a pergola and a gazebo in a garden

Pergola vs gazebo: Which is better for your outdoor space?

Comparing pergolas and gazebos based on cost, appearance, and more

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Key Facts

  • A pergola is an outdoor fixture with vertical posts supporting horizontal beams and an open lattice roof. It provides partial shade and a visually appealing space for outdoor activities.
  • A gazebo is a freestanding structure with a roof and open sides. It is often circular or octagonal and is used as a sheltered seating or gathering area in gardens or parks.

Choosing between a pergola vs gazebo becomes pivotal when designing your ideal outdoor space. Say you have a lovely garden with ample backyard space. You’ve got your plants and landscaping fixtures in order, but you need to add outdoor structures that enable you to relax in your garden and add a bit of panache.

Adding a pergola or gazebo can significantly enhance your outdoor living and garden experience. Choosing a gazebo vs a pergola can boil down to your preference and outdoor space. However, if you’re unsure which is the best structure for you, here’s a quick comparison guide to help you make an informed decision.

What is a pergola?

a pergola full of pink flowersGarden pergolas are outdoor architectural structures characterised by their open framework, which consists of vertical utility poles or columns that support horizontal or interlocking beams and an open lattice, grid roof structure or crisscrossed wooden roof. A pergola roof is designed to create partial shade in your outdoor space, allowing filtered sunlight to pass through while providing a sense of enclosure and visual interest.

What is a gazebo?

a white gazebo in a pretty gardenGazebos are standalone structures that typically have a roof and open sides. They’re often built in outdoor spaces, such as gardens and parks, and often provide a covered area for gathering, socialising, relaxing, or enjoying the surrounding view. A permanent gazebo structure can come in various sizes, designs, and polygonal shapes with at least six or eight sides, and it can feature intricate detailing or simple aesthetics.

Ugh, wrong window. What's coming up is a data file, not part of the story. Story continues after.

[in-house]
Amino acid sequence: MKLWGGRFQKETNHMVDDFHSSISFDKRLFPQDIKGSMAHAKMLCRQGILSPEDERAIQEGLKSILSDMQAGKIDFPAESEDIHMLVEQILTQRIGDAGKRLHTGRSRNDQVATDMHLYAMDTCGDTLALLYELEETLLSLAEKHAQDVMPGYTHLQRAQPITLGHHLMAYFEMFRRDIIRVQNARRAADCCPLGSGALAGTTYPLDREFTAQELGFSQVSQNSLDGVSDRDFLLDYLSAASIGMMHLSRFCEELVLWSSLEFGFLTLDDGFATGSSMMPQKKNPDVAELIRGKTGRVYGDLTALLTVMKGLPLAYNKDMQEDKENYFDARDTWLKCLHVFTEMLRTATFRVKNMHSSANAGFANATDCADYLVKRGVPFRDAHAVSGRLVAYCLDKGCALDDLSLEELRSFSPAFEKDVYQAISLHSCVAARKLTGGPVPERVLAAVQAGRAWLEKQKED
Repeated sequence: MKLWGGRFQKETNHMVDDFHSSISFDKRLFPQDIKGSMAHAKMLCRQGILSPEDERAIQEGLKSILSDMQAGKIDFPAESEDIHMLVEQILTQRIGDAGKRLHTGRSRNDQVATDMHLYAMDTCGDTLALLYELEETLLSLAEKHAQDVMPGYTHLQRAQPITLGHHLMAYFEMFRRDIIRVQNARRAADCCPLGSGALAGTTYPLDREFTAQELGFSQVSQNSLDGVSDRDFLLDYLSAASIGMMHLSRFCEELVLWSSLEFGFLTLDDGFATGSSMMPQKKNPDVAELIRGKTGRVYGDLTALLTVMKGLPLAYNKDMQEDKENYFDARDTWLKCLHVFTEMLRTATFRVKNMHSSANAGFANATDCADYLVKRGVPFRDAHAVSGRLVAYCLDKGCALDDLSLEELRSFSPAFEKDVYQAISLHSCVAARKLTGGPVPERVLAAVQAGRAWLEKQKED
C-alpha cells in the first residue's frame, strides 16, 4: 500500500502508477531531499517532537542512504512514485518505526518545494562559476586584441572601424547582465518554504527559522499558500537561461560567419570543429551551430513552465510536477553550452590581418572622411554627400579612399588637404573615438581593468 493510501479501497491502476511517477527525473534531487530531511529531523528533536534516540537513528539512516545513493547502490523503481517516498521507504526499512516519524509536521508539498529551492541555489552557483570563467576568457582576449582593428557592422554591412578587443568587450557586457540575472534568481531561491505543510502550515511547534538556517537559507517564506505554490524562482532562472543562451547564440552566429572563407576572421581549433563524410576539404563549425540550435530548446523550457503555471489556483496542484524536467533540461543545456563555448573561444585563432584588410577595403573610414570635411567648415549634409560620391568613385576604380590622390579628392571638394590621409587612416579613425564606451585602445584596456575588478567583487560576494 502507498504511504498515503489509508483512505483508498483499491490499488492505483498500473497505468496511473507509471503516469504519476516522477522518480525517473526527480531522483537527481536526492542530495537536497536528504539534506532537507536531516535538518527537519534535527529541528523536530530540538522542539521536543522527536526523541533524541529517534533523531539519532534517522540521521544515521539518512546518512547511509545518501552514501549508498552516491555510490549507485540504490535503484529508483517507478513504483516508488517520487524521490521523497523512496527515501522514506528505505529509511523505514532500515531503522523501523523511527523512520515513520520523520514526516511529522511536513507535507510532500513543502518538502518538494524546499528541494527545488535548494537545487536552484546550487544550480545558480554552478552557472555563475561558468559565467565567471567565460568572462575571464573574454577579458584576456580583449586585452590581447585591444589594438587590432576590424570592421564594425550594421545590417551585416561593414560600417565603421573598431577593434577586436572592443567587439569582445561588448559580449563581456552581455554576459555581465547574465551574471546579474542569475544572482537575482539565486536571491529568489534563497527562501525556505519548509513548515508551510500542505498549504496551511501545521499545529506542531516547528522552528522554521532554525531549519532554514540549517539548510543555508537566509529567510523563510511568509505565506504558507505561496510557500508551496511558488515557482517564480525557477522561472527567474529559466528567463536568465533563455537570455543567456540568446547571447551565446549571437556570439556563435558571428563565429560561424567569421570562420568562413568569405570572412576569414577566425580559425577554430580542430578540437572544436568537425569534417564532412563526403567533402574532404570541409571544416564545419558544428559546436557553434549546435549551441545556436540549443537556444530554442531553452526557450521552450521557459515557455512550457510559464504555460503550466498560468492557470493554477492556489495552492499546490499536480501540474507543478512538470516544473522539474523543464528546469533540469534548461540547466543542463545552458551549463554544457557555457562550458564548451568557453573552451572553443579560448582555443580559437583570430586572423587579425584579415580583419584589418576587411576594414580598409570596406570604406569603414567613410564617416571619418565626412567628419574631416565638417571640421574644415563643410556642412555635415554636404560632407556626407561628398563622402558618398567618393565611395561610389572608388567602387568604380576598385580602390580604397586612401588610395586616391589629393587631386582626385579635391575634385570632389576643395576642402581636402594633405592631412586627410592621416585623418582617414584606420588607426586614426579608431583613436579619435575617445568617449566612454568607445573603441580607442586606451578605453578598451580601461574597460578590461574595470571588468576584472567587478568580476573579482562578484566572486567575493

Pergola vs gazebo: Which is better for your needs?

The choice between installing gazebos and pergolas depends on your specific needs, preferences, and budget. You’ll also need to consider how you plan to use the space in your patio or garden. Both a pergola and a gazebo have their own unique features and advantages. Let’s compare the two to help you make an informed decision.

In terms of appearance

As you can already tell by now, the main difference between a pergola and a gazebo is the roof structure. Though gazebos vary in size, shape, and style, they all have a closed roof that offers complete shade and full coverage against the elements. A well-designed gazebo will work well with modern architecture, and its aesthetic often pairs well in a Victorian garden-inspired setting. 

Conversely, pergolas are an open structure with a partially opened roof. Though they don’t offer protection from the searing heat or pelting rain, pergolas offer an airy design that focuses on partially providing shade and defining an outdoor space. Pergolas often serve as an elegant and decorative focal point in outdoor areas like your garden or patio. They can enhance the visual appeal of your landscape, add a touch of sophistication, and complement modern architecture. 

In terms of appearance, pergolas and gazebos can enhance the aesthetics of your outdoor area. Plus, installing a pergola or a gazebo will increase the overall value of your home. They both have distinct characteristics in terms of design and appearance, and your choice will depend on how well each fits your outdoor space.

Recommendation: Gazebos

In terms of cost

The cost of a pergola or gazebo can vary widely based on various factors. Your budget will be determined based on size, materials, design complexity, location, the amount of weather protection desired, and additional features or customisations. 

The average cost to install a pergola is around £2,500. A basic pergola could cost you as low as £1,000, but the fancier designs could cost you up to £4,000 or more. On the other hand, the average gazebo installation cost is £6,625. Though you can go as low as £4,250 with a modest design, you can also spend as much as £8,500 for a more intricate gazebo. 

Generally speaking, pergolas tend to be more cost-effective than gazebos due to their simpler design and construction. Gazebos cost more because they are freestanding structures and offer a solid roof. It’s natural for gazebos to require additional materials and have more complex designs. 

Keep in mind that these are estimates and that actual costs can depend on factors like the quality of materials, as well as labour and installation fees. Additional features, such as mesh screens, benches, proper water drainage, retracting fabric canopies, road or utility poles, and an intricate roof design, will also cost more.

Recommendation: Pergolas

In terms of building/installation complexity

Pergolas are generally less complex to build and install than gazebos due to their open design. Since pergolas feature vertical posts and horizontal crossbeams, they can be DIY projects for anyone with basic construction skills. They offer simpler self-assembly, which involves attaching components to a main structure and adding climbing plants.